BEIJING (Reuters) - As many as 1,000 or more members of China’s Muslim ethnic Uighur minority staged protests in the restive region of Xinjiang last week and a local government administration said some were carrying separatist flags.
The unrest in the western city of Hetian, also known as Khotan, came about a week after monk-led marches in the Tibetan capital, Lhasa, devolved into a citywide anti-Chinese riot, and as sporadic protests erupted in other Tibetan populated areas.
It also follows what Chinese authorities say was a failed attempt by Xinjiang separatists to blow up a plane in mid-air on March 7, and coincides with China making security a top priority ahead of the Beijing Olympics in August that have become a lightning rod for human rights and other activists.
China blames the exiled Dalai Lama, whom it labels a separatist, for stirring up the Lhasa violence in which it says 19 people died. The Tibet government-in-exile says around 140 people died.
More than 1,000 demonstrators gathered in Hetian, which is populated mostly by Turkic-speaking ethnic Uighurs, on March 23-24, said Dilxat Raxit, spokesman for the World Uyghur Congress, an exile group based in Germany that seeks independence for the region.
Most were female and sought more religious freedom in the mostly Muslim region, he said. Some had also protested against young Uighur women being forced into labour elsewhere in China without legal guarantees.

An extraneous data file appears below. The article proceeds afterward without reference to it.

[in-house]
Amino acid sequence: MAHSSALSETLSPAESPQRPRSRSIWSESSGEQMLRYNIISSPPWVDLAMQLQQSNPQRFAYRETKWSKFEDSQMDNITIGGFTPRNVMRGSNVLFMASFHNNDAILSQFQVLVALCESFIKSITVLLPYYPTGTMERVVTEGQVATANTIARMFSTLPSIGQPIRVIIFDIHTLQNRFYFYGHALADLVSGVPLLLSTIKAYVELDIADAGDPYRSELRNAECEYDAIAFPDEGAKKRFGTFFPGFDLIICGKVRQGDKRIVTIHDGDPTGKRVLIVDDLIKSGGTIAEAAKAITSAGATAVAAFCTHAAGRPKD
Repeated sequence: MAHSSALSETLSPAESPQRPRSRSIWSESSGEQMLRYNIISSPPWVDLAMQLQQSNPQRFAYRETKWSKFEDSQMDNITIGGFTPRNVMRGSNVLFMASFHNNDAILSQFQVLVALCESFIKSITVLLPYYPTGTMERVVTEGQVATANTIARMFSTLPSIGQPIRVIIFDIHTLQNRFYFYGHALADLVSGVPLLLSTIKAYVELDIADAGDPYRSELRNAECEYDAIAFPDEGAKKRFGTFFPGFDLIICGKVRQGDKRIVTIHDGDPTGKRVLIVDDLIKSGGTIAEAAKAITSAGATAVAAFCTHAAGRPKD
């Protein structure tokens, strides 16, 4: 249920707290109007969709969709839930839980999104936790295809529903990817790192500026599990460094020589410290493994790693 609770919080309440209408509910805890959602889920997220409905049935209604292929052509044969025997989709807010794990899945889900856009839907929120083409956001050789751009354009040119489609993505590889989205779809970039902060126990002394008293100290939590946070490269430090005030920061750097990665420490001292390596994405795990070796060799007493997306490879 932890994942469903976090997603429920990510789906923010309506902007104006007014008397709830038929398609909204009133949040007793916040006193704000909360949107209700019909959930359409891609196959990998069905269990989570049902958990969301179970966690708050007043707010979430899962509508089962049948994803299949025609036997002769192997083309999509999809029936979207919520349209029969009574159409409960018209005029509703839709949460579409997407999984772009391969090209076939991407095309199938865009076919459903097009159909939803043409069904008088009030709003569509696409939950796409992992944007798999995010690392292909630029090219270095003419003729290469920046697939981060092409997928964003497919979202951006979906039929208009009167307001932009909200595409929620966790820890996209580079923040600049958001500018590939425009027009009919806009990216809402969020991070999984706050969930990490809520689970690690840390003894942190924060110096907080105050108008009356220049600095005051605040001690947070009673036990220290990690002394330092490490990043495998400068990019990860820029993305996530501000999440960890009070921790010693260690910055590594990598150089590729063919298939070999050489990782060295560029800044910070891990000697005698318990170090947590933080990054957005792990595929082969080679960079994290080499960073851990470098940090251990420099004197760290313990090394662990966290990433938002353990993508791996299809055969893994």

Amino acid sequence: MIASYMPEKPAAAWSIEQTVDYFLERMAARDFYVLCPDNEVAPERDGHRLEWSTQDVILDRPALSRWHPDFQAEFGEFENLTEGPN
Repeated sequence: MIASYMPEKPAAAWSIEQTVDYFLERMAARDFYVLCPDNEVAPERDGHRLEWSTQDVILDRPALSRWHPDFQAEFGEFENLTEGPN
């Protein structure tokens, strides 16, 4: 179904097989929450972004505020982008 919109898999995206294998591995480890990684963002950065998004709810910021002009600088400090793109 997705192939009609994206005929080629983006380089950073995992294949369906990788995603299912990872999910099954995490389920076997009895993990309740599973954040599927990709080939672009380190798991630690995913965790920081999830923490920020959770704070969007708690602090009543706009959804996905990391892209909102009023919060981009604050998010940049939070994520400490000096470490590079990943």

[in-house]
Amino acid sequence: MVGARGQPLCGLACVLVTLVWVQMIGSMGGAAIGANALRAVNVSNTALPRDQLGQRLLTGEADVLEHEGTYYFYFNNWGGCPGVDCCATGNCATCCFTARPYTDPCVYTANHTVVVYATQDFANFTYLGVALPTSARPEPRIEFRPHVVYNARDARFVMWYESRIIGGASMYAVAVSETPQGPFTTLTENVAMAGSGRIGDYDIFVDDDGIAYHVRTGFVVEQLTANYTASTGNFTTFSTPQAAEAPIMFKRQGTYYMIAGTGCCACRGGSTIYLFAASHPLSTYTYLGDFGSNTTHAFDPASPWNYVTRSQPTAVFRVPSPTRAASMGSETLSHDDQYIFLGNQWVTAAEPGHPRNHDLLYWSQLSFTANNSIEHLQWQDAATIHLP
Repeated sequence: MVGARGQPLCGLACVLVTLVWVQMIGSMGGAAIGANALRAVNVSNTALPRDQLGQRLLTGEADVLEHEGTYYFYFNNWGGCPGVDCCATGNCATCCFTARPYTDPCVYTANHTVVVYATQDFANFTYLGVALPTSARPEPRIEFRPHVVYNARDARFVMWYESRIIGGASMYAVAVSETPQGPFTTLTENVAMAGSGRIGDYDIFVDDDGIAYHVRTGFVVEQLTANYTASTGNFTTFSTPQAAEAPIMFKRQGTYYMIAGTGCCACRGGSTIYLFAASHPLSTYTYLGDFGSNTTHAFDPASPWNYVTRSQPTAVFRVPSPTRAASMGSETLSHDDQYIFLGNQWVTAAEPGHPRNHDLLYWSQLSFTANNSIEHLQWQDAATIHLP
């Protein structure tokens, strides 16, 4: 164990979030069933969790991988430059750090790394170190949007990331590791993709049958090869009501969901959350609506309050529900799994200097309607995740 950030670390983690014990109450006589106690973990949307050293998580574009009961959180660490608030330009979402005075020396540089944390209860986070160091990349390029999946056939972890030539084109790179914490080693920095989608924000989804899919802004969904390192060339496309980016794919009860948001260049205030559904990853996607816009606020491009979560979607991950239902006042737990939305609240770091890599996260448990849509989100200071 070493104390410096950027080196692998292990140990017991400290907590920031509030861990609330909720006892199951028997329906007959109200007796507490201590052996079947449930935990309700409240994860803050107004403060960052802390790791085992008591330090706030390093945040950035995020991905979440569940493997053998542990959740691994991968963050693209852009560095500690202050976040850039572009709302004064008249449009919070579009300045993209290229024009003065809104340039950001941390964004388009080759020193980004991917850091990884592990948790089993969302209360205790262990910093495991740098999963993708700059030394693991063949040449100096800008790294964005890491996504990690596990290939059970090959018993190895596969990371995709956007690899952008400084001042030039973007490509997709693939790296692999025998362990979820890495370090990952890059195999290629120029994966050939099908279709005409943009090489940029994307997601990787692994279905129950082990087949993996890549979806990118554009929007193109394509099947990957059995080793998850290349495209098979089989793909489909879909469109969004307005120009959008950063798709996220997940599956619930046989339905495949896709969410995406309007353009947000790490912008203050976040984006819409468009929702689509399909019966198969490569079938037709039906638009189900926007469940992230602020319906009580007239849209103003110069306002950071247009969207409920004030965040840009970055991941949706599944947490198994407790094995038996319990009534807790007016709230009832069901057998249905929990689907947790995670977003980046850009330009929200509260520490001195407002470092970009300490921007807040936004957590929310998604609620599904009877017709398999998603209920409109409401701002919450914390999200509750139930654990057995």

The Web site of the Hetian city government, www.xjht.gov.cn, confirmed there had been a "disturbance", but blamed it on a unspecified supporters of what China calls the "Three Forces" -- ethnic separatism, religious extremism and terrorism.
“A tiny minority of ‘Three Forces’ elements tried to instigate the masses in the Hetian bazaar,” the Web site said.
Some “held flags inciting separatism, gathered in the market and caused a ruckus, and planned to incite and dupe the masses into causing trouble and creating an effect”, it said.
Police stopped the disturbance and were handling the “Three Forces elements” according to law, it added, without saying exactly how many people participated or were detained.
Raxit said about 500 people were held.
U.S. government-supported Radio Free Asia also reported a few hundred people were taken into custody after several hundred people gathered in Hetian and a nearby area to protest against the death in custody of a prominent Uighur jade trader and philanthropist.
The protesters also demanded an end to an official bid to ban head scarves and seek greater autonomy, the end of the use of torture and the release all political prisoners, it quoted sources as saying.
Xinjiang is home to 8 million Muslim Uighurs, many of whom resent the growing presence and economic grip of Han Chinese. The oil-rich region borders Pakistan and Afghanistan.
Reporting by John Ruwitch and Guo Shipeng; Editing by Alex Richardson